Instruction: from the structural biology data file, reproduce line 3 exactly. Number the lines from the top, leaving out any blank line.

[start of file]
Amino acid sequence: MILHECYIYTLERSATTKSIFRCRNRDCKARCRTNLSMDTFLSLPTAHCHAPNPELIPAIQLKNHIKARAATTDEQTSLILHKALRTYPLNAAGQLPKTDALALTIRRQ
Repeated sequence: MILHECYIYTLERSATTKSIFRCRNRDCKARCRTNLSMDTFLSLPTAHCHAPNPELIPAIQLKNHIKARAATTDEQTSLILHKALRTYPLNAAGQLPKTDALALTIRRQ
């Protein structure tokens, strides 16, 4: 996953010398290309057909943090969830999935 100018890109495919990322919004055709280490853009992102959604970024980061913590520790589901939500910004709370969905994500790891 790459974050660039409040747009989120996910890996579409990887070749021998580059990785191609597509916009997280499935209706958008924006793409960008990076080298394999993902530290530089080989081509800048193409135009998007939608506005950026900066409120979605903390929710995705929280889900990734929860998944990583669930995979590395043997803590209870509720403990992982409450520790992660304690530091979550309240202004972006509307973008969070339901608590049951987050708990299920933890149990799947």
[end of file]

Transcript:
């Protein structure tokens, strides 16, 4: 996953010398290309057909943090969830999935 100018890109495919990322919004055709280490853009992102959604970024980061913590520790589901939500910004709370969905994500790891 790459974050660039409040747009989120996910890996579409990887070749021998580059990785191609597509916009997280499935209706958008924006793409960008990076080298394999993902530290530089080989081509800048193409135009998007939608506005950026900066409120979605903390929710995705929280889900990734929860998944990583669930995979590395043997803590209870509720403990992982409450520790992660304690530091979550309240202004972006509307973008969070339901608590049951987050708990299920933890149990799947």